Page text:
Component tokens are an in-depth, detailed representation of every value associated with a component. They regularly derive from alias tokens. Although, they are named in a way that allows teams to be as specific as possible, in applying tokens in component development.

Be cautious about using component tokens interchangeably with other components. When a component is a derivative from the other components, it’s suitable to keep using the component token.

Detail: Design tokens applied to a dark mode button component.

How to Name Design Tokens

Ideally, the purpose needs to be captured in the token name. They need to be specific to the point where everyone on the team understands what the token is utilized for. Remember, create a token system which works for your team.

When we extend the alias token tier to a component token tier, we make it even more specific and restrict ourselves from using the token for use cases other than that component.

It’s natural that, when a design system grows, we tend to go towards the more restricted component token tier, in order for us to create shared understandable token names. Ideally, we want to divide the token name into layers. This adds context to the token.

Since components can be bound to a specific system, with a theme applied, states, variants, and so on, this adds lots of layers and complexity to the token’s name. The purpose of the token becomes crystal clear for everyone, compared to where the code behind it is solely understood by developers.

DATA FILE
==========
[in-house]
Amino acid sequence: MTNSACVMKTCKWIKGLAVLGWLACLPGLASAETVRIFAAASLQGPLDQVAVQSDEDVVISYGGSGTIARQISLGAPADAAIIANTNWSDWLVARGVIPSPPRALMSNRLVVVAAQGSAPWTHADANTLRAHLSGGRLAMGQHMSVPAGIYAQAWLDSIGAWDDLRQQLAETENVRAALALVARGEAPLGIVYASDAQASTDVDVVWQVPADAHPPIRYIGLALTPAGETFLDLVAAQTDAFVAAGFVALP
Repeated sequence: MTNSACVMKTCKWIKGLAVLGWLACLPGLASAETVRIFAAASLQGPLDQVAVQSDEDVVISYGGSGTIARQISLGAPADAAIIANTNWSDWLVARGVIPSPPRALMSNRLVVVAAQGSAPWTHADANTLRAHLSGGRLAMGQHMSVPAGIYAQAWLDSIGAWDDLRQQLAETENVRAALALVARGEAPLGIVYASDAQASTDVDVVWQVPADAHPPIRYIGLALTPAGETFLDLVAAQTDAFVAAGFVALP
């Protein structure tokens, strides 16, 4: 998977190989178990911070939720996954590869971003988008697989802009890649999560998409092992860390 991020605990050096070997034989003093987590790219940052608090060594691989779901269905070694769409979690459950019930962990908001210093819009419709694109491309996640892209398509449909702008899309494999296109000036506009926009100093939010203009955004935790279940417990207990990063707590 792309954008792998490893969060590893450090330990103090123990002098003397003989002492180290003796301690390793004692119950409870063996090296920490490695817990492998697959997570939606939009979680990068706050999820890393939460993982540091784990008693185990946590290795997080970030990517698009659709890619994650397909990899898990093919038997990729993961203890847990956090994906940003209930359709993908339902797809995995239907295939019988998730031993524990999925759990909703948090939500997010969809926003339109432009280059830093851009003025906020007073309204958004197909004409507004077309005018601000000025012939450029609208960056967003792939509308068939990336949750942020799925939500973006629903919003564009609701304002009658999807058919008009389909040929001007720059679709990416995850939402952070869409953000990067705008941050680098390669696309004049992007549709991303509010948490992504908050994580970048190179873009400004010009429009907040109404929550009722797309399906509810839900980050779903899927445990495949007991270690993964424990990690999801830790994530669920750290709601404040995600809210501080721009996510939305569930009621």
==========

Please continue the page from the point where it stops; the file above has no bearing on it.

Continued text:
Layers of Design Token

Token layers can differ for each design system. Their context is dependent on the design system in use. As an example, we can divide the name of a token into the following layers.

  • System – This can be an abbreviation from the design system’s name.
  • Theme – When your system has a light and dark mode in place.
  • Group – Can refer to a section, like ‘header’, ‘footer’, ‘hero’. Or a component that groups multiple smaller components. As with ‘card’, ‘sheet’, or ‘dialog’.
  • Components – Components should already have a clear name. This name can be used as the component layer. For example a ‘button’, ‘text-field’ and ‘modal’.
  • Category – The visual style building blocks of the system. Like ‘color’, ‘typography’, and ‘size’. But also things for responsiveness, ‘media-query’. Or animation, ‘motion’.
  • Property – Basic properties like ‘background’, ‘border’, and ‘text’.
  • Variant – All the variants a component has. Such as ‘primary’, ‘success’, and ‘on-surface’.
  • State – All the states a component has. Common ones being ‘active’, ‘hover’, and ‘focus’.
  • Scale – The white space usage of the design language, ‘4p’, ‘3x-large’, ‘base’.

Nathan Curtis has an exhaustive article on how to name tokens effectively. I’d highly recommend you to read this in depth guide if you tend to start using design tokens.

Detail: Different naming layers of the design token's. In strict systems, they can become quite long...

How we Use Design Tokens in our Team and Projects

With the current project I’m working on with my team, we started introducing themes. These themes need to align with the needs and perception of the different customer segments the platform serves. 

  • One being a budget conscious segment. They love to plan trips and travel to our client’s hotels, for a promotional price. For this segment, we want to communicate a somewhat ‘retail’ look and feel.